Glossary

This video glossary covers the terminology and defines the meaning of common video terms related to cameras, codecs, lighting, film set lingo, post-production workflows, and everything else you ever wanted to know about film and video production.

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There are currently 4 names in this directory beginning with the letter I.
Image Sensor

An image sensor is a mechanism in a digital camera body that captures the image and records it as digital information. Different lenses impact how much light reaches the sensor, among other factors, while the size of the sensor will impact how well the resulting image will turn out. For example, a full-frame sensor, which is one of the largest possible sensors, will do better at reducing noise (the grainy stuff we mentioned earlier) as well as provide a wider field of view of your lens. This is where better image sensors on a camera can make the same lens look better, or in the case of a full-frame sensor, make a wider lens look wider. There are two other sensor sizes: M43 and APS-C, the latter of which is the standard for 35mm cinema cameras.


Importing and Exporting

Importing files is the process of uploading individual video files into your editing software in order to cut them up and splice them together on your timeline.

When you have assembled a finished timeline in your editing software and you want to share your video with the world, you will export it.

Exporting is the process of then taking your timeline and exporting it back into a single video file, which will usually be used as the master file that the sound mix and color correction is then added onto.

When all is finished, one last file is exported as the final video file.


Insert Shot
An insert is a shot that focuses on a specific detail. Insert shots can be from the point of view of a character, but not necessarily. Insert shots are often close-ups or extreme close-ups in order to draw the viewer's attention to the important details.

ISO
ISO refers to the sensitivity of your camera’s sensor to exposure from light. ISO is actually something you can change on your camera, with higher ISO rates equating to higher sensitivity, and lower rates of ISO equating to lower sensitivity. If you are shooting in a dark room, you will want to raise your ISO so that you let more light into your camera’s sensor. If you’re shooting outside during the day, you’ll want to lower your ISO so you keep as much light out as possible to prevent it from becoming washed out.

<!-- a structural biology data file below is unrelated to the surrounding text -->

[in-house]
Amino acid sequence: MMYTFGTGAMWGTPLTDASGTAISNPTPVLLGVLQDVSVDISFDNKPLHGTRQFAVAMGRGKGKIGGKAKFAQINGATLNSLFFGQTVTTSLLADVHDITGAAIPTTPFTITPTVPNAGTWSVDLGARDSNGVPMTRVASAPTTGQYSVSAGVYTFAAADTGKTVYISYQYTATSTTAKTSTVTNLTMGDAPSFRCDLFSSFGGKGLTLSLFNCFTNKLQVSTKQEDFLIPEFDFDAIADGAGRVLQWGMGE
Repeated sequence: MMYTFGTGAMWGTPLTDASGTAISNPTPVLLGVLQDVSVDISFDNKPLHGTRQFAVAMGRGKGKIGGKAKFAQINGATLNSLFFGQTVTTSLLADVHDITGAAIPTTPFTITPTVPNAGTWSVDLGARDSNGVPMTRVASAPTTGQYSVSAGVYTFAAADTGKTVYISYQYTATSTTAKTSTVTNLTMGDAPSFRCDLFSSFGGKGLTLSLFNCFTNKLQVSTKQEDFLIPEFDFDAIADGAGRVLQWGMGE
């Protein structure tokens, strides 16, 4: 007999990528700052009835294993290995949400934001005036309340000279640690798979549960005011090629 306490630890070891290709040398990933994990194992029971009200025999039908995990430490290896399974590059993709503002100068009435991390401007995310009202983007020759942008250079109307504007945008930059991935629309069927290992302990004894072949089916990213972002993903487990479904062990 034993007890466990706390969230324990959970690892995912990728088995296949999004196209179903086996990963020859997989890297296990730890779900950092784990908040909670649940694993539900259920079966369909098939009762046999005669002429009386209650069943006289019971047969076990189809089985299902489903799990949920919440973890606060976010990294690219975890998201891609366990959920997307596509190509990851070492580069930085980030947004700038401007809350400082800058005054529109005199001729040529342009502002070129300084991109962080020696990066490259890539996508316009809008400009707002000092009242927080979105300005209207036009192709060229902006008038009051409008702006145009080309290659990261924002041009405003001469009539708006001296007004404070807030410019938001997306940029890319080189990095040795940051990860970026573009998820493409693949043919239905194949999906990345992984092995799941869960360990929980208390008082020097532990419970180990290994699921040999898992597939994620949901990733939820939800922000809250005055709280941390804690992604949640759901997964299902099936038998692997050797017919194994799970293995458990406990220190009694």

One note: the higher the ISO, the more your camera will pick up the grain on your image referred to as noise, and lose image quality, making your footage look grainy and, in the case of daytime shooting, very washed out. That’s why you want to keep to a lower ISO number known as the native ISO which is what your camera developer has deemed as the best ISO for your camera.


Grant Harvey is a freelance writer, screenwriter, and filmmaker based out of Los Angeles. When he’s not working on his own feature-length screenplays and television pilots, Grant uses his passion and experience in film and videography to help others learn the tools, strategies, and equipment needed to create high-quality videos as a filmmaker of any skill level.


About the author:

Jan Sørup is a videographer and photographer from Denmark. He’s the owner of filmdaft.com and of the Danish company Apertura, which produces video content for big companies in Denmark and Scandinavia. Jan has a background in music, has drawn webcomics, and is a former lecturer at the University of Copenhagen.